August Issue 2012
Interview: Syed Asaad Ayub Ahmed, CEO (TCF)
By Saman Shamsie | People | Q & A | Society | Published 11 years ago
TCF is very involved with students even after they graduate to help place them in universities and in jobs. Is this a role that has developed over time or was it in place right from the start?
Our primary purpose is to educate children and make sure our students graduate successfully. We are now going one step further and this process has evolved over time.
In 1995, TCF first established only primary schools and when the children reached fifth grade we found there was a need for secondary schools. The same thing happened when the kids reached matric. So, we initiated a scholarship to professional colleges. Finally, if a student qualifies for a professional university we approach donors for more funding and support. Educators such as Anees Hussain helped students to prepare for the IBA test at a discounted rate. Dr Ishrat Hussain of IBA was also very supportive and we admitted a TCF student to the IBA. We funded the first semester after which the university took over. The IBA also allowed the student to live on campus — a right usually reserved for students from out of town — but an exception was made in this case since the student had to commute two hours to get to university.
Have programmes like Rahbar made a big difference?
Our main concern is education and making sure our core curriculum is well-taught. But TCF is made up of practical people who are cognisant of the fact that jobs are hard to come by. The basic objective of the programme is to provide role models for students and infuse a sense of responsibility. They are not allowed to see themselves as victims but, in fact, are encouraged to be in charge of their destiny.” Rahbar provides them with options. Studying to be a doctor may not be a realistic dream for everyone, so we provide other options in the field, such as nursing and medical technicians and pharmacists. Rahbar helps to make them aware of the possibilities, since most of them are vague about their future.
Do a large number of students go on to higher education?
Fifty percent of our students get A/A* in the matric exam. Eighty-three percent get what used to be called first division grades. Not all students go to professional colleges; some opt for vocational colleges. Last year 72% went to colleges, out of which 35% went to professional colleges. There are also matric-tech programmes where children can learn technical skills like stitching and technical drawing. We are donor dependent and I don’t know how long we will be able to sustain the support to students who graduate. At the moment the numbers are few and contained. But as more schools come up the number of graduates will grow.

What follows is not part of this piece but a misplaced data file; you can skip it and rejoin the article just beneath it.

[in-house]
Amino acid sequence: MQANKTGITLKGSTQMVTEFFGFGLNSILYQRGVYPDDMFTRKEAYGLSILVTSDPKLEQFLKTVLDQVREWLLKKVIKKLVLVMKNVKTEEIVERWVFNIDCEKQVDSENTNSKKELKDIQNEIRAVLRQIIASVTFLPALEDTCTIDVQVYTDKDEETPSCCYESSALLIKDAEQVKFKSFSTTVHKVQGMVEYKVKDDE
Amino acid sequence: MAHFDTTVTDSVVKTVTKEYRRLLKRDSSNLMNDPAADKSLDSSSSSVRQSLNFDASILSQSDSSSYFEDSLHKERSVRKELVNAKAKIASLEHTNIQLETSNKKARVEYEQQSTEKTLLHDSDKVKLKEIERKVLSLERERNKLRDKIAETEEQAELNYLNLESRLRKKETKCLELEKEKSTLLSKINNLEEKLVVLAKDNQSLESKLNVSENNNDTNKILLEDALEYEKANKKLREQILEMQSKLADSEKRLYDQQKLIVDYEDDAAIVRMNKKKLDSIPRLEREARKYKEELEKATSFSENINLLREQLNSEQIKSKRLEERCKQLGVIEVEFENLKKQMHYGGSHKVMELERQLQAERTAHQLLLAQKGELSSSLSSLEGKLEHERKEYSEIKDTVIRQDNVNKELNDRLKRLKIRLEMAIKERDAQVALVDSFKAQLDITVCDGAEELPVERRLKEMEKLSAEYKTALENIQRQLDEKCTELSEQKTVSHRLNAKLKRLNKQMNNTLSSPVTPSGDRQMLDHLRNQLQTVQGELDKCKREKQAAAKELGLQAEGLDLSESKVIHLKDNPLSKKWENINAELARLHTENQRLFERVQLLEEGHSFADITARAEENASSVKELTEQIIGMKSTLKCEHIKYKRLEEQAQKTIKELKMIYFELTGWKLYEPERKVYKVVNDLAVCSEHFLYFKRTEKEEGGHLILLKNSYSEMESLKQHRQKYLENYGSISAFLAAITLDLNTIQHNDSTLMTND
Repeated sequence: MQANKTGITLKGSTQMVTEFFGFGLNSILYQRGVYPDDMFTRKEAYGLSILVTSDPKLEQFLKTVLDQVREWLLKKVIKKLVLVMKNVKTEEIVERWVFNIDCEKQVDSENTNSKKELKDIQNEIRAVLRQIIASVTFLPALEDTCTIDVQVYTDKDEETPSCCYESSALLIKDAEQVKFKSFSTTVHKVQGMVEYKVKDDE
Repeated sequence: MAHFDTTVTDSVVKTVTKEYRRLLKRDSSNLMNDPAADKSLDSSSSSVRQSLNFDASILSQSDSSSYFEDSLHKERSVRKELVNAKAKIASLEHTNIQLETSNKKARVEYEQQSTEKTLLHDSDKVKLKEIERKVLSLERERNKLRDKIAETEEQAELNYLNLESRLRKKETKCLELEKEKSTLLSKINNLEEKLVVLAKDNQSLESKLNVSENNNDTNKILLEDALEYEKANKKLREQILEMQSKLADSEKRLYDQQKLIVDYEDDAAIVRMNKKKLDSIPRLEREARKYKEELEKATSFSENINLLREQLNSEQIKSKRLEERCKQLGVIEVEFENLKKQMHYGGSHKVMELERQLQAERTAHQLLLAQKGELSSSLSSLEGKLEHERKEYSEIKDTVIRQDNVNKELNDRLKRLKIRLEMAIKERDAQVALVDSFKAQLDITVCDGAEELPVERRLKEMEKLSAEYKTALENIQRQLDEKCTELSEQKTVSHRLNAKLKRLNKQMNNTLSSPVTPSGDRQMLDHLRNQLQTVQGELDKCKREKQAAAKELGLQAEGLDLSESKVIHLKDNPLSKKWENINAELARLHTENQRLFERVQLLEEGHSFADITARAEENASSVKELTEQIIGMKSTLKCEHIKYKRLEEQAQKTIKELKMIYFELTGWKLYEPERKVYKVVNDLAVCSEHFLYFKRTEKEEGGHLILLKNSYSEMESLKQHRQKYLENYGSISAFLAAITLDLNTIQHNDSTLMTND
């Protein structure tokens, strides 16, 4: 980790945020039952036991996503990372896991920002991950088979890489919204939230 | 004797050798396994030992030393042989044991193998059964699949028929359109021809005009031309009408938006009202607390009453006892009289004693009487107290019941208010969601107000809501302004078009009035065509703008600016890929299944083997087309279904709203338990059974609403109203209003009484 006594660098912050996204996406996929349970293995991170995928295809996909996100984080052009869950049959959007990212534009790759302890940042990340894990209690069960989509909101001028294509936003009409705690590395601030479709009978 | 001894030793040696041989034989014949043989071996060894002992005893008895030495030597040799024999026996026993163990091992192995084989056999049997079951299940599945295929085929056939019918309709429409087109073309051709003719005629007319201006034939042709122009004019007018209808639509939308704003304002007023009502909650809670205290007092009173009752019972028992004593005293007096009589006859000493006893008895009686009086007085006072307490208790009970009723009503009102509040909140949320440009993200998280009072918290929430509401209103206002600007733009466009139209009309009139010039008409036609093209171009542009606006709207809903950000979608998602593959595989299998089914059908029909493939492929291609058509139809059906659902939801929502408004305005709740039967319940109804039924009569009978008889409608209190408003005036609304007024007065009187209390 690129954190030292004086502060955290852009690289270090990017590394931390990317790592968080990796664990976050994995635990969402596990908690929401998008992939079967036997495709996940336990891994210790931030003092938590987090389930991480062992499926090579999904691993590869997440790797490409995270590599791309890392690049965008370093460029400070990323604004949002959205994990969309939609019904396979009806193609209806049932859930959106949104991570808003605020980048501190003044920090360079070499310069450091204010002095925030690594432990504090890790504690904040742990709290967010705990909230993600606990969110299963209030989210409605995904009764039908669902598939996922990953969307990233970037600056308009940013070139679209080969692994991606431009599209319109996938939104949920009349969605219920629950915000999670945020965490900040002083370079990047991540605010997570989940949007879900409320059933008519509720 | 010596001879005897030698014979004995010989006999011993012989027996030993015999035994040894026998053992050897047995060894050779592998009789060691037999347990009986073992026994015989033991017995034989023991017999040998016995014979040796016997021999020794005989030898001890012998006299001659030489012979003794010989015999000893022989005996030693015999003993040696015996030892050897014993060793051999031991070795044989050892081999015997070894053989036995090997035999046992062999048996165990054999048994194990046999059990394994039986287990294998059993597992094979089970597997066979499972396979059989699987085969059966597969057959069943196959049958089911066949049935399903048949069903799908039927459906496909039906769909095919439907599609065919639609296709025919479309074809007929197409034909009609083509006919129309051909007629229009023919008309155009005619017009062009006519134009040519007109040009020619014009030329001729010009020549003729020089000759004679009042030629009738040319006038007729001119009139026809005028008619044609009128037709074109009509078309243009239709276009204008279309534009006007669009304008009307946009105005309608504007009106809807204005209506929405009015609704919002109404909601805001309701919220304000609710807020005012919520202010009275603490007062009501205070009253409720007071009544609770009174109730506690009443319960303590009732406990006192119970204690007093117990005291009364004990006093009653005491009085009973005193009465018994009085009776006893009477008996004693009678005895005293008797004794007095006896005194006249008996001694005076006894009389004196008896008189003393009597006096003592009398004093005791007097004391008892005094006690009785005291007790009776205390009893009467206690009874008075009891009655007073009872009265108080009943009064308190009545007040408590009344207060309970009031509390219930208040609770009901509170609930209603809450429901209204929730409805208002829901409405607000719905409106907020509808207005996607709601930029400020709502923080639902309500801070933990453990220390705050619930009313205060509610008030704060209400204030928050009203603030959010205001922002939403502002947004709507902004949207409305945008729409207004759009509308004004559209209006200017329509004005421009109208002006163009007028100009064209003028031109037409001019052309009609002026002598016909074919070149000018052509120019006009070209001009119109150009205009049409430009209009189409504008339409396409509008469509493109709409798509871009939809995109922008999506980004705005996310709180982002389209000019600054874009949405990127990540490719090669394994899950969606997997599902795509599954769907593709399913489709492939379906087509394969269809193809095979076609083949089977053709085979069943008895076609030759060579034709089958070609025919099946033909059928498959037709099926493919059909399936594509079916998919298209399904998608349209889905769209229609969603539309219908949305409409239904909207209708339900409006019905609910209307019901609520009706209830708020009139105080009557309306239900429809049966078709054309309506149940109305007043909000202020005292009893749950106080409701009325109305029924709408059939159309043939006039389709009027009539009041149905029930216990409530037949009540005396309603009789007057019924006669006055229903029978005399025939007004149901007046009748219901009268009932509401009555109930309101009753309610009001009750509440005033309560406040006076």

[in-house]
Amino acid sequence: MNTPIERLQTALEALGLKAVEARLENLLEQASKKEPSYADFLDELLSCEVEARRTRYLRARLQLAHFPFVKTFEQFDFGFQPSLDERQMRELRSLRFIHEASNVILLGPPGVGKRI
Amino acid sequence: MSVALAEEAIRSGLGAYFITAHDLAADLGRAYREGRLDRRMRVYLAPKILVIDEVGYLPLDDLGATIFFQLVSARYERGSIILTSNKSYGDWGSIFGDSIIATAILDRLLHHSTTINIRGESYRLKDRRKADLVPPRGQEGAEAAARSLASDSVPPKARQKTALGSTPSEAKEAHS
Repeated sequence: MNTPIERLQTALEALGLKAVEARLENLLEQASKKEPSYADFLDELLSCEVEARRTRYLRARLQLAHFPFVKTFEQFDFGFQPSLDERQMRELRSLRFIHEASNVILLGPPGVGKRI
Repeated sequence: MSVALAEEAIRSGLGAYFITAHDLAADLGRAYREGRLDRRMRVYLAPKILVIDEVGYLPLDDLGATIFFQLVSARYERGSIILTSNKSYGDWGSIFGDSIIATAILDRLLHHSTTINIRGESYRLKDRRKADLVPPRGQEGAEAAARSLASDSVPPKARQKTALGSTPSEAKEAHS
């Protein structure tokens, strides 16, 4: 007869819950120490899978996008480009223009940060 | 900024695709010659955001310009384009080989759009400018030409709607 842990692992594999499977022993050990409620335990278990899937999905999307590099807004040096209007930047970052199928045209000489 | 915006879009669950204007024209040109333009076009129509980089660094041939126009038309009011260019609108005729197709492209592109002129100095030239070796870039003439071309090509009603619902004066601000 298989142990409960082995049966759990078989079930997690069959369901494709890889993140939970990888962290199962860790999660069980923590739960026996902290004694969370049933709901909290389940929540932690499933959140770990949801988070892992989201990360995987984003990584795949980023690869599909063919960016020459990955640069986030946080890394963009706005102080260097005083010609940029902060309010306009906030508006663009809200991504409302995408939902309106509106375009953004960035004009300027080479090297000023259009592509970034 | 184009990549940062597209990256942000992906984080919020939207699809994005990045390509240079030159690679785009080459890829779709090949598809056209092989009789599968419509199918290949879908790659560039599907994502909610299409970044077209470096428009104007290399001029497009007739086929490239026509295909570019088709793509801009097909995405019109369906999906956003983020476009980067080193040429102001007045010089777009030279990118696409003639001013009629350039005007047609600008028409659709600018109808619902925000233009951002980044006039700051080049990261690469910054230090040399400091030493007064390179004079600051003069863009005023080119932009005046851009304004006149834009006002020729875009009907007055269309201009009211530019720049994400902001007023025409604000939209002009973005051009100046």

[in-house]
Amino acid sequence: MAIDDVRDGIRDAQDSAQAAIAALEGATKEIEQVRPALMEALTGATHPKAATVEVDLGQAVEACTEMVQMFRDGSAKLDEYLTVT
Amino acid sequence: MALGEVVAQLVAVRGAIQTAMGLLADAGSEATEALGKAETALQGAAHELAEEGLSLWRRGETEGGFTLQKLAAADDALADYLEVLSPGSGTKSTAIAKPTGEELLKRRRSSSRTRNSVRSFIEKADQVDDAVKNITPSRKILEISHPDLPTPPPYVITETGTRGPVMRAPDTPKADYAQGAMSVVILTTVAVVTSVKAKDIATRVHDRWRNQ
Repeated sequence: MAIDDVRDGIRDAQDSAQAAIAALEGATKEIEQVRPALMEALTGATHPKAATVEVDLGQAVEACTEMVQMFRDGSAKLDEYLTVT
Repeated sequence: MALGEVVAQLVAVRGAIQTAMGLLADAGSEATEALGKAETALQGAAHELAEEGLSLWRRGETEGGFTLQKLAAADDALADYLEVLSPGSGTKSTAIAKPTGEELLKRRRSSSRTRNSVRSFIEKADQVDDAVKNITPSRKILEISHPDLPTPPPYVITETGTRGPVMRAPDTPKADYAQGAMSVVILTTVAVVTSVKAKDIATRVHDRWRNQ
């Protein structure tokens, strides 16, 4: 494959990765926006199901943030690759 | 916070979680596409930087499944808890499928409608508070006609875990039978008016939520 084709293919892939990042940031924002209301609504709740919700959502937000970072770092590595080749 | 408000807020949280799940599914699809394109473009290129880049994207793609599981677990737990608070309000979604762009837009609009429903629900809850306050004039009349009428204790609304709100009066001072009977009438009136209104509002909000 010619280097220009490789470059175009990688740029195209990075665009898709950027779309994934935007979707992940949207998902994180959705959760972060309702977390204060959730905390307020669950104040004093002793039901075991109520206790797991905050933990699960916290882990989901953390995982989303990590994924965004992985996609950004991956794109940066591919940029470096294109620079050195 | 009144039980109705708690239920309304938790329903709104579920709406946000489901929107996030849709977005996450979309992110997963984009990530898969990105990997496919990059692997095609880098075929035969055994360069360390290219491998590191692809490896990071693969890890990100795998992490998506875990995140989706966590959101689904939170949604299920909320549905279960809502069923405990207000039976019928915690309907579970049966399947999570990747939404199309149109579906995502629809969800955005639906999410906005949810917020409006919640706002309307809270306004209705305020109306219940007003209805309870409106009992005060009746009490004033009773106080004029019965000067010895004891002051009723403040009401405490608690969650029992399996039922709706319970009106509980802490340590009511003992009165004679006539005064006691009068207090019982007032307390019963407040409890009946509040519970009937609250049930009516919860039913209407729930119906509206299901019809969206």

Were parents initially resistant to send their children to school especially since they are needed to help earn an income? Has this attitude changed over the last 10 years since the first graduating class?
Parents have seen their children graduate, and become not necessarily financially better-off, but better human beings. It is not simply a matter of getting better jobs: children are not just text-book-educated but are taught the importance of social responsibility and personal hygiene, to name a few. A community school provides easy access to parents and children and is also a place to access basic amenities such as water, which is scarce in most under-privileged areas. Also a TCF school is affordable. I know of a student from the Beaconhouse system in Lahore who transferred to a TCF school because of financial constraints.
There are 830 TCF schools in the country. How do you decide where to establish schools?
Donors have a lot of input and often decide where schools should be set up, especially if they belong to that area or have some influence there. Others simply donate funds and leave the choice of location to us. Incidentally, there are two types of donors; those who build schools and those who support schools. It costs Rs 1.5 million per year to run a school. TCF built a school in Gambat, an area know for dacoits, and we were very apprehensive at first but now, surprisingly,we have a chowkidar who was a dacoit and who now has grandchildren studying in the school. There is always hope!
How has the face of the classroom changed? Did you start off with minimum furniture and basic amenities? Have donations over the years been absorbed in improving the classroom environment?
No. The schools have been fully functional, well-equipped and well-furnished right from the start. We provide equal opportunities to all students and the TCF schools were never built as subsistence schools in underpriviliged areas. They were built keeping in mind the needs of any top school and, therefore, they are low cost, spacious schools that any child would want to enter.
Is child labour a problem across the country or is it restricted to certain areas?
Children across the country work, but child labour is not the issue: it is the economic situation which is the problem. If their families earned more, children would not have to work, but the upside is that education will improve economic conditions and take children out of the workforce. Currently, children work, take work for granted and accept it as a way of life. Let me give you the example of an A grade student at TCF who works in a garment factory from 6:00 pm to 5:00 am. Recently, an American journalist asked him what that child found difficult in life. His response was “absolutely nothing!”
This interview was originally published in the August issue.